If you want to compute the circumference of the observable universe to within, say, the width of a human hair, you’ll need to know about 35 digits of π, though this never seems to deter a certain sort of person from memorizing the first 100, 200 or 500 digits. But it turns out there’s no need to memorize anything at all! You can recover any number of digits you like from a simple little physics experiment that I just learned about, though it was invented over ten years ago by Professor Gregory Galperin of Eastern Illinois University. His lovely little paper is here.

To see how it works, start with two identical billiards lined up in front of a wall like so:

Now push Ball 2 toward Ball 1 and count the collisions: First Ball 2 collides with Ball 1 and pushes it toward the wall. (At this point Ball 2 has transferred all its momentum to Ball 1 and stops moving). Then Ball 1 collides with the wall and bounces back toward Ball 2. Then Ball 1 collides with Ball 2 and pushes it off to a far-away place. Three collisions. That tells you that π starts with a 3.

If you want more accuracy, make Ball 2 exactly 100 times as heavy as Ball 1. This time the sequence of events is a little more complicated, but it turns out there are exactly 31 collisons. That tells you that π starts with 3.1.

Or if you prefer, make Ball 2 exactly 10,000 times as heavy as Ball 1. You’ll get exactly 314 collisions. π starts with 3.14.

You want 100 digits of accuracy? No problem. Just make Ball 2 10200 times as heavy as Ball 1 and count the collisions. There should be exactly

31,415,926,535,897,932,384,626,433,832,795,028,841,971,693,993,751,058,
209,749,445,923,078,164,062,862,089,986,280,348,253,421,170,679

of them.(Be sure not to lose count halfway through or you’ll have to start all over again!).

Granted, this is not a terribly practical way to remind yourself of the first 100 digits of π, but then there’s no reason a terribly practical person would ever care about the first 100 digits of π in the first place. Galperin’s result is way cool, and so is the argument that proves it (which, if you go for this sort of thing, you can read in his paper). I thought it was well worth sharing.

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#### 15 Responses to “Follow the Bouncing Ball”

1. 1 1 Phil

Neat! Do the balls have to be round? Or is it just about the mass?

2. 2 2 Mike H

@Phil it’s just about the perfectly elastic collisions in one dimension between particles of equal mass.

3. 3 3 Harold

It is amazing how often Pi pops up. I love the way he describes the reaction when presenting the idea at symposia “ﬁrst complete distrust and then complete acceptance, due to the obviousness of the proof” Well, obvious to some, maybe.

4. 4 4 Jonathan Kariv

Cool. Of course if I wanted say 35 digits (because yes I do want to talk about this universe sized circle and I DO need accuracy to the width of a human hair)I’d need the big ball to be bigger than earth even if the small ball had the weight of a hydrogen atom. Plus I’d probably miscount, and I’d die before I finished counting.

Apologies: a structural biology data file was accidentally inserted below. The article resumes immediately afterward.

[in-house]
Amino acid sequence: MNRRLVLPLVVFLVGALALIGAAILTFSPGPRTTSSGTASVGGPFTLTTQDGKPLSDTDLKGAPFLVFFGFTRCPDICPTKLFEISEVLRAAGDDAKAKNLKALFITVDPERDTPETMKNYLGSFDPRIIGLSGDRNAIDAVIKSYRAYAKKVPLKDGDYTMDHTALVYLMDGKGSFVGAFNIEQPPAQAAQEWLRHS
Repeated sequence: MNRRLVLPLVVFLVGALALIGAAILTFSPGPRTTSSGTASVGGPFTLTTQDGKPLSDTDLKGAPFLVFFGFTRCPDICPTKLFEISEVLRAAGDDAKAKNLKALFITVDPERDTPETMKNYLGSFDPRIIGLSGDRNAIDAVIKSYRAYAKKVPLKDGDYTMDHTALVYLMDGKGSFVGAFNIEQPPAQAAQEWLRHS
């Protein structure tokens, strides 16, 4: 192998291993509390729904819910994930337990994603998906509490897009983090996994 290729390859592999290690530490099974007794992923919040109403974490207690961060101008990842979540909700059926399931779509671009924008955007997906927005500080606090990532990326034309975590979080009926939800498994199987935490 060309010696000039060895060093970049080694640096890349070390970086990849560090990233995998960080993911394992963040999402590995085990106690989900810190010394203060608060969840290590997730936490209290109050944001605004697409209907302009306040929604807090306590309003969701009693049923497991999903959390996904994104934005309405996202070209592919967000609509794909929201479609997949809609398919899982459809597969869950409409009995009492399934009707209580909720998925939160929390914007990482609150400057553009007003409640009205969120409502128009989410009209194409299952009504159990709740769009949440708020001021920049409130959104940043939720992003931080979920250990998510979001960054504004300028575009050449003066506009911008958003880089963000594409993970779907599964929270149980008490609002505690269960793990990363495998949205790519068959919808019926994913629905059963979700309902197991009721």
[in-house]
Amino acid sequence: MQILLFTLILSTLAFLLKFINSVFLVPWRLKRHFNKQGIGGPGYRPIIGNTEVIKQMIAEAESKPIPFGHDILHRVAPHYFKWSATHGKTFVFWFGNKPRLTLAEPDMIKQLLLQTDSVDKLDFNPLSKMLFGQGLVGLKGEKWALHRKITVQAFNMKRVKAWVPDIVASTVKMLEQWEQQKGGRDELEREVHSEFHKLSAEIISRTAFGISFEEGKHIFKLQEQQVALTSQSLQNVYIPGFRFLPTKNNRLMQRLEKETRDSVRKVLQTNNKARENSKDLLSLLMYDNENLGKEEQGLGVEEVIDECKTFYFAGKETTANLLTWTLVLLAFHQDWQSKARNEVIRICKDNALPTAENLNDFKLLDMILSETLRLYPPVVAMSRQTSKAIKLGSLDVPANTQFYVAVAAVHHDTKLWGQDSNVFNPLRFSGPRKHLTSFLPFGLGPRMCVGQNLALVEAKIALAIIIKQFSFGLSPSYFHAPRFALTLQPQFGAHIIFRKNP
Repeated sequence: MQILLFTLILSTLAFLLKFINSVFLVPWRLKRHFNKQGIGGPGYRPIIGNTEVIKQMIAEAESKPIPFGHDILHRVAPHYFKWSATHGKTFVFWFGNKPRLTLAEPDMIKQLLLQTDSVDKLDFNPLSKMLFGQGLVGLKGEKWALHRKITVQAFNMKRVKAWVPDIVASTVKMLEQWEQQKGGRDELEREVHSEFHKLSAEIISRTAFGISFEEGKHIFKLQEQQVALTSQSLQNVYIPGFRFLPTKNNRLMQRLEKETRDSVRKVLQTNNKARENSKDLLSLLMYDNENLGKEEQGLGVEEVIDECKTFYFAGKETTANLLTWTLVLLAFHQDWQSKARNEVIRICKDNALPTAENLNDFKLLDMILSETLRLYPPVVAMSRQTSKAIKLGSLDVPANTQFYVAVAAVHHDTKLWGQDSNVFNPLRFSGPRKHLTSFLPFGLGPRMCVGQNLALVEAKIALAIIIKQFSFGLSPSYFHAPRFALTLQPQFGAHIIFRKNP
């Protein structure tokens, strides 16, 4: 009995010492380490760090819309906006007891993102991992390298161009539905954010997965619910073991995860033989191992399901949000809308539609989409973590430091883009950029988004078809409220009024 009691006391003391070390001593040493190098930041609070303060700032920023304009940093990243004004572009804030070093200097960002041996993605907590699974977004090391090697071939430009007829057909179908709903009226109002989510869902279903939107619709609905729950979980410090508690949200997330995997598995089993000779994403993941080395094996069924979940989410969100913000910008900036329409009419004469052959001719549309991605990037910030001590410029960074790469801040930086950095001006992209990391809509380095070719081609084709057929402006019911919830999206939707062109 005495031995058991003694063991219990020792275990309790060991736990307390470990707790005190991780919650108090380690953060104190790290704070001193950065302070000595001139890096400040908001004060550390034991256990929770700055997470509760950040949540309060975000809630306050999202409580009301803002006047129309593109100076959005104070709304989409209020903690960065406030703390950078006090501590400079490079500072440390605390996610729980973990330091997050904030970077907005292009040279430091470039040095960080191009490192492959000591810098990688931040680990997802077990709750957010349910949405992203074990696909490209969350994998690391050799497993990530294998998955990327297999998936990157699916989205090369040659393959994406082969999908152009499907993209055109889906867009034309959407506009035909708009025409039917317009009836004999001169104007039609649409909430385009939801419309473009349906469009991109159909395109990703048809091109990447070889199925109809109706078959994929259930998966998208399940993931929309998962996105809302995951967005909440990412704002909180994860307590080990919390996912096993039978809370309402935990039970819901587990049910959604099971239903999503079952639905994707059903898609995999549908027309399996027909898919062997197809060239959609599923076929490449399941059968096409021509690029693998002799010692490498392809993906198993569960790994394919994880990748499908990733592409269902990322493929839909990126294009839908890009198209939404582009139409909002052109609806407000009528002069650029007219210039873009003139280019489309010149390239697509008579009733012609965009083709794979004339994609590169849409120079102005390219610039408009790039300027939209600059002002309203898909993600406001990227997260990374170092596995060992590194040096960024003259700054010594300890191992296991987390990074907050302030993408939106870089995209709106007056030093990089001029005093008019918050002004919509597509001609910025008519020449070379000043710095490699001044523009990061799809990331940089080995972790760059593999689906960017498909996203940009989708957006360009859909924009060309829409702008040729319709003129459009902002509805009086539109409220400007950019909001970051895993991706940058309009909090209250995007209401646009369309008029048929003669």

The idea is still gorgeous .

5. 5 5 Joel

Does this work in other base number systems?

For example, if ball 2 is 16^100 times as heavy as ball 1, will it give you pi in hexadecimal to 50 digits?

6. 6 6 Steve Landsburg

Joel: Yup! (Though of course you’ll have to record the number of collisions in hexadecimal notation.)

(At least this is almost sure to be true. The method actually would actually fail, even in decimal, if you used it to compute the first 500 digits and it turned out that digits 251 through 500 were all 9′s. It would fail in hexadecimal if you used it to compue the first 50 digits and it turned out that digits 26 through 50 were all F’s. This exception seems astronomically unlikely and there is good reason to believe it never occurs.)

7. 7 7 Joel

Steven #6: That’s not a problem; I’m in the habit of counting collisions in hexadecimal all the time. Why, just last week, I counted collisions in hexadecimal for my Aunt Gloria…

8. 8 8 Brian

Wow, what an extraordinarily lovely insight! Thanks for bringing this to our attention.

9. 9 9 Martin-2

The algebra in section 5 step 3 is kinda messed up. The first line has an ‘M’ instead of an ‘m’, and the third line has term squared for no reason. But the result is correct. Is this common in math papers?

10. 10 10 Bob Murphy

Like Joel, I was worried about the base. So what happens if someone is using binary notation? Does it not work? I.e. the first digit (when balls are equal mass) has to be a 3 right?

11. 11 11 Steve Landsburg

Martin-2: The algebra … is kinda messed up…But the result is correct. Is this common in math papers?

Extremely.

12. 12 12 Steve Landsburg

Bob Murphy: The method does fail for very small bases. It should work for at least base 5 and up, and probably (though I haven’t checked it) for base 4.

13. 13 13 Eric

Alright, what about non-integer bases :-). That way the balls can have arbitrary mass ratios?

14. 14 14 David Wallin

In my youth I heard speculation about sleep learning. So, I decided to test this by having 50 digits of pi played while I slept. My only problem was that I had no way to have those digits repeated to me in my sleep except by recording me saying them over and over into a tape recorder. Of course I learned them in the process of recording the tape. I can still do a minimum of 25 digits, which has provided me zero benefit, except for impressing the ladies……

15. 15 15 Thomas

Nice paper, but this method is severely restricted by the ratio of the weight of an atom compared to all mass in the universe (2^200 is a pretty big number). So we still need maths.